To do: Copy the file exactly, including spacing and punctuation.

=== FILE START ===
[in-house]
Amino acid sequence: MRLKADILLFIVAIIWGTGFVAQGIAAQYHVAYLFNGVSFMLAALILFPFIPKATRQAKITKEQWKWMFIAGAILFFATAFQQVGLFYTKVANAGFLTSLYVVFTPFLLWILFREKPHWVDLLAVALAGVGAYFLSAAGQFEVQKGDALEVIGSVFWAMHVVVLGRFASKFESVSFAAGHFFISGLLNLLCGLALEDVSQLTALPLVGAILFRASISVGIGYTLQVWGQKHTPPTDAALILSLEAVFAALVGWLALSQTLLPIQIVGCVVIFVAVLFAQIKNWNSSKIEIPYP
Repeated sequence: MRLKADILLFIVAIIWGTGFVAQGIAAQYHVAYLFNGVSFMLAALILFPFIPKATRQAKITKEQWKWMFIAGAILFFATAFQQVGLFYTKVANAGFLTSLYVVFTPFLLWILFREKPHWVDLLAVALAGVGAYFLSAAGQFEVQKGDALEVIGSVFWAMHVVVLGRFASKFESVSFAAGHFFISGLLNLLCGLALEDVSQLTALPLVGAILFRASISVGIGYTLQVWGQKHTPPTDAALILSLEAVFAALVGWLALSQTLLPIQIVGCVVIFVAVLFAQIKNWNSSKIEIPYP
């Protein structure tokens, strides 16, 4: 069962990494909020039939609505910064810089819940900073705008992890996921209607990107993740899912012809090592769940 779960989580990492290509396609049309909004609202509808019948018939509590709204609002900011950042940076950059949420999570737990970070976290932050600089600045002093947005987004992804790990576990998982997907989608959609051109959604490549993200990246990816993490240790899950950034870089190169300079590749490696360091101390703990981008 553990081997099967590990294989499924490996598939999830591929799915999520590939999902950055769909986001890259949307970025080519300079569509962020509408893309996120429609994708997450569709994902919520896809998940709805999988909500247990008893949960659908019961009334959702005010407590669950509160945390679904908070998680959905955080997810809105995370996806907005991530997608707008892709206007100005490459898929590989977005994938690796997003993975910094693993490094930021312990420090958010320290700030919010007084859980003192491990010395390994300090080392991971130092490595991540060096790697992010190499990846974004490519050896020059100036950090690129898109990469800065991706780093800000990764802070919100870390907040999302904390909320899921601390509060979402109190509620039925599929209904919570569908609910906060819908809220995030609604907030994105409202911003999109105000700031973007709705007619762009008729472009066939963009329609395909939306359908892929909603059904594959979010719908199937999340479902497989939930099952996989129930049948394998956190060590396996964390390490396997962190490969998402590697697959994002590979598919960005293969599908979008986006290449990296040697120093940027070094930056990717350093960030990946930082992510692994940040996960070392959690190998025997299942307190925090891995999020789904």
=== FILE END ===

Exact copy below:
[in-house]
Amino acid sequence: MRLKADILLFIVAIIWGTGFVAQGIAAQYHVAYLFNGVSFMLAALILFPFIPKATRQAKITKEQWKWMFIAGAILFFATAFQQVGLFYTKVANAGFLTSLYVVFTPFLLWILFREKPHWVDLLAVALAGVGAYFLSAAGQFEVQKGDALEVIGSVFWAMHVVVLGRFASKFESVSFAAGHFFISGLLNLLCGLALEDVSQLTALPLVGAILFRASISVGIGYTLQVWGQKHTPPTDAALILSLEAVFAALVGWLALSQTLLPIQIVGCVVIFVAVLFAQIKNWNSSKIEIPYP
Repeated sequence: MRLKADILLFIVAIIWGTGFVAQGIAAQYHVAYLFNGVSFMLAALILFPFIPKATRQAKITKEQWKWMFIAGAILFFATAFQQVGLFYTKVANAGFLTSLYVVFTPFLLWILFREKPHWVDLLAVALAGVGAYFLSAAGQFEVQKGDALEVIGSVFWAMHVVVLGRFASKFESVSFAAGHFFISGLLNLLCGLALEDVSQLTALPLVGAILFRASISVGIGYTLQVWGQKHTPPTDAALILSLEAVFAALVGWLALSQTLLPIQIVGCVVIFVAVLFAQIKNWNSSKIEIPYP
């Protein structure tokens, strides 16, 4: 069962990494909020039939609505910064810089819940900073705008992890996921209607990107993740899912012809090592769940 779960989580990492290509396609049309909004609202509808019948018939509590709204609002900011950042940076950059949420999570737990970070976290932050600089600045002093947005987004992804790990576990998982997907989608959609051109959604490549993200990246990816993490240790899950950034870089190169300079590749490696360091101390703990981008 553990081997099967590990294989499924490996598939999830591929799915999520590939999902950055769909986001890259949307970025080519300079569509962020509408893309996120429609994708997450569709994902919520896809998940709805999988909500247990008893949960659908019961009334959702005010407590669950509160945390679904908070998680959905955080997810809105995370996806907005991530997608707008892709206007100005490459898929590989977005994938690796997003993975910094693993490094930021312990420090958010320290700030919010007084859980003192491990010395390994300090080392991971130092490595991540060096790697992010190499990846974004490519050896020059100036950090690129898109990469800065991706780093800000990764802070919100870390907040999302904390909320899921601390509060979402109190509620039925599929209904919570569908609910906060819908809220995030609604907030994105409202911003999109105000700031973007709705007619762009008729472009066939963009329609395909939306359908892929909603059904594959979010719908199937999340479902497989939930099952996989129930049948394998956190060590396996964390390490396997962190490969998402590697697959994002590979598919960005293969599908979008986006290449990296040697120093940027070094930056990717350093960030990946930082992510692994940040996960070392959690190998025997299942307190925090891995999020789904």